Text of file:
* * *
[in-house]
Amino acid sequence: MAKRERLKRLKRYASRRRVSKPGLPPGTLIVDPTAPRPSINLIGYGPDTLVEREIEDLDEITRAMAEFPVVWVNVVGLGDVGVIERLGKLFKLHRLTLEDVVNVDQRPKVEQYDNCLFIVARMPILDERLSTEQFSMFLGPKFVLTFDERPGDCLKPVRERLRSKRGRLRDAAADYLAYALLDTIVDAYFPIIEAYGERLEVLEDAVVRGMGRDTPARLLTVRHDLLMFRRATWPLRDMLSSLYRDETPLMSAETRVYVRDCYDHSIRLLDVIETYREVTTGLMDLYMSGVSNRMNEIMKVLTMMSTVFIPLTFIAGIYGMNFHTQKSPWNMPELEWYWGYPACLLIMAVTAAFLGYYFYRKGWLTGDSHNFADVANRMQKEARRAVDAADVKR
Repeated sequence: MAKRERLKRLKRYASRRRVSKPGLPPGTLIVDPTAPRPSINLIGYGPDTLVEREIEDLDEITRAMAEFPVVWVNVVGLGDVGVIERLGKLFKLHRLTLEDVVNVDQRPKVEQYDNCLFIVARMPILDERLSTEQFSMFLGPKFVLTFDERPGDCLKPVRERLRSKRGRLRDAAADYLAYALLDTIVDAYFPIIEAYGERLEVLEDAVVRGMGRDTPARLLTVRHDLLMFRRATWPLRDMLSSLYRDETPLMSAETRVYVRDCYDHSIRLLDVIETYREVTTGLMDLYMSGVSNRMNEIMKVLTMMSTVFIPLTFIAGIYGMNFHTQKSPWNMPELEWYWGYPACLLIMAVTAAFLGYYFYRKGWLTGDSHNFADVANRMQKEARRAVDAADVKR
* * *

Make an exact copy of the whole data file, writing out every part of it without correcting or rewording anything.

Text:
[in-house]
Amino acid sequence: MAKRERLKRLKRYASRRRVSKPGLPPGTLIVDPTAPRPSINLIGYGPDTLVEREIEDLDEITRAMAEFPVVWVNVVGLGDVGVIERLGKLFKLHRLTLEDVVNVDQRPKVEQYDNCLFIVARMPILDERLSTEQFSMFLGPKFVLTFDERPGDCLKPVRERLRSKRGRLRDAAADYLAYALLDTIVDAYFPIIEAYGERLEVLEDAVVRGMGRDTPARLLTVRHDLLMFRRATWPLRDMLSSLYRDETPLMSAETRVYVRDCYDHSIRLLDVIETYREVTTGLMDLYMSGVSNRMNEIMKVLTMMSTVFIPLTFIAGIYGMNFHTQKSPWNMPELEWYWGYPACLLIMAVTAAFLGYYFYRKGWLTGDSHNFADVANRMQKEARRAVDAADVKR
Repeated sequence: MAKRERLKRLKRYASRRRVSKPGLPPGTLIVDPTAPRPSINLIGYGPDTLVEREIEDLDEITRAMAEFPVVWVNVVGLGDVGVIERLGKLFKLHRLTLEDVVNVDQRPKVEQYDNCLFIVARMPILDERLSTEQFSMFLGPKFVLTFDERPGDCLKPVRERLRSKRGRLRDAAADYLAYALLDTIVDAYFPIIEAYGERLEVLEDAVVRGMGRDTPARLLTVRHDLLMFRRATWPLRDMLSSLYRDETPLMSAETRVYVRDCYDHSIRLLDVIETYREVTTGLMDLYMSGVSNRMNEIMKVLTMMSTVFIPLTFIAGIYGMNFHTQKSPWNMPELEWYWGYPACLLIMAVTAAFLGYYFYRKGWLTGDSHNFADVANRMQKEARRAVDAADVKR